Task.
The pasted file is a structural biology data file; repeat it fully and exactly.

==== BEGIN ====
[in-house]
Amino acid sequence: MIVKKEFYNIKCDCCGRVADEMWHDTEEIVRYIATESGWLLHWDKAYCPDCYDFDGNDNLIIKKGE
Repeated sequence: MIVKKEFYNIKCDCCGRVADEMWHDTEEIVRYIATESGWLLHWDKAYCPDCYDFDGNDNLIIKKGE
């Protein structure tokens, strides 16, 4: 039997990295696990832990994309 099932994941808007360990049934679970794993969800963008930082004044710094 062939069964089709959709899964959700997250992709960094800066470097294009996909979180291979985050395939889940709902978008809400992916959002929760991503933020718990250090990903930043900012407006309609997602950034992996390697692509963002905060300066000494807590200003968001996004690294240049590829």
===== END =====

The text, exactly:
[in-house]
Amino acid sequence: MIVKKEFYNIKCDCCGRVADEMWHDTEEIVRYIATESGWLLHWDKAYCPDCYDFDGNDNLIIKKGE
Repeated sequence: MIVKKEFYNIKCDCCGRVADEMWHDTEEIVRYIATESGWLLHWDKAYCPDCYDFDGNDNLIIKKGE
């Protein structure tokens, strides 16, 4: 039997990295696990832990994309 099932994941808007360990049934679970794993969800963008930082004044710094 062939069964089709959709899964959700997250992709960094800066470097294009996909979180291979985050395939889940709902978008809400992916959002929760991503933020718990250090990903930043900012407006309609997602950034992996390697692509963002905060300066000494807590200003968001996004690294240049590829």